Science has also a (very bad) tradition of analytical flexibility. Much has been written already on this topic (5). It means that you reanalyze your data until something is significant, then you publish. The tradition is stubborn and hard to kill, especially if you believe data is costly and publications are the gate-keeper to tenure (6). P-hacking is certainly bad for statistical inference. I will also make your code more prone to errors for two reasons. First, you are not actively looking for possible errors once the outcome is fine. Second, re-writing the script over and over again can introduce subtle errors, like overwritten variables, false initialization, and wrong sequences. The solution sounds simple: Reduce the amount of analytical flexibility. Use version control, and make your code public, e.g. on github. If you feel it helps, preregister your study. At least, attempt to write the complete analysis scripts before you run it on the data. You can do this by using mock-data, or doing it first only for a single subjects of the study. At this point, you do not yet care about the outcome. This means, you can keep the focus on finding errors.
Things like formal code review and unit tests are in my experience underused in science. There is a tendency to rely on external toolboxes and built-in functions - especially if they create beautiful figures. It also gives the false allure of safety. By quoting the toolbox in the paper, we feel justified in our assumptions that it runs correctly, and this can be doubly problematic if we do not really understand what the software does. Additionally, if we have too many dependencies, sharing code becomes difficult. It is worse, if the software we used is proprietary. And if one can not share the code, how can somebody else review and test it? I try to make my code as deployable as possible. That means, i aim to use open languages, e.g. python, and to write scripts and modules as self-contained as possible. A first step in this direction is to run scripts not interactively, but as a stand alone. If you use python, try running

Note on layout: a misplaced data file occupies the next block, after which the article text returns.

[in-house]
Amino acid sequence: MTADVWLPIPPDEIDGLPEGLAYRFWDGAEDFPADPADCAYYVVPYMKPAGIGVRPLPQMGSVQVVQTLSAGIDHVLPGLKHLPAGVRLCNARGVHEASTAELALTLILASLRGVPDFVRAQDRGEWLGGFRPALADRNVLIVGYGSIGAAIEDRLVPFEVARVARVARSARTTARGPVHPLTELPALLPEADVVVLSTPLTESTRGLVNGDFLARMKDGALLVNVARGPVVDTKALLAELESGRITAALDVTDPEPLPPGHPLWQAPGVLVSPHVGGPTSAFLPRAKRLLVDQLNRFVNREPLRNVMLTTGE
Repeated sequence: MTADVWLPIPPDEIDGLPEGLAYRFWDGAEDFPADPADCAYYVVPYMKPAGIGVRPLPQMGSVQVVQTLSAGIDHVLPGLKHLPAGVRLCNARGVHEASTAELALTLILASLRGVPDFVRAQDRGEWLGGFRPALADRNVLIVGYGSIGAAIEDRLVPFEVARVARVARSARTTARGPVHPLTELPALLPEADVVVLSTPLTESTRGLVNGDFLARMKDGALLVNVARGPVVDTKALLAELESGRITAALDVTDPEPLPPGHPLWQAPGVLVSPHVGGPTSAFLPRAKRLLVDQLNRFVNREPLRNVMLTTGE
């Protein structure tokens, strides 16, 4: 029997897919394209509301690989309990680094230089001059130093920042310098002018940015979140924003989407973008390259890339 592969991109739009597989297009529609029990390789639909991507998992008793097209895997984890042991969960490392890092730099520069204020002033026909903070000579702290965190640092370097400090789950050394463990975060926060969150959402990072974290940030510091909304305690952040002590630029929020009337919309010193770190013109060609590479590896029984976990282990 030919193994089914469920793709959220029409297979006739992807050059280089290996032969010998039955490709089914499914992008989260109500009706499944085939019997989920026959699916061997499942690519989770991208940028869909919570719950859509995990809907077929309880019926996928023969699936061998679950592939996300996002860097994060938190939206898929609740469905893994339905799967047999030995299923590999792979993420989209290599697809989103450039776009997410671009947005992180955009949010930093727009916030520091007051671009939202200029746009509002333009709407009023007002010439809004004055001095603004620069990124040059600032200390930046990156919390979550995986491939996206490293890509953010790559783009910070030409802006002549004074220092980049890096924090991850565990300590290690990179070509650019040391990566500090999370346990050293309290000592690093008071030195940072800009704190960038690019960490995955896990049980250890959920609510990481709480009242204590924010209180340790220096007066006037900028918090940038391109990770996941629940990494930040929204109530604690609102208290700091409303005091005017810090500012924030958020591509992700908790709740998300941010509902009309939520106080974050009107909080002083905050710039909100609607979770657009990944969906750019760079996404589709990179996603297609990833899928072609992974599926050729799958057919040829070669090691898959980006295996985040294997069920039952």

python your script.py from your terminal. If you are using Matlab, try
matlab -nodesktop -nosplash -r script (omit the .m for your script.m). If it runs without runtime errors, at least you know that you had not hidden initialized variables. The goal is to write a script, that if run on another computer, and maybe half a year later, still works. This also pays of in the long run, for example to fulfill a reviewers requests.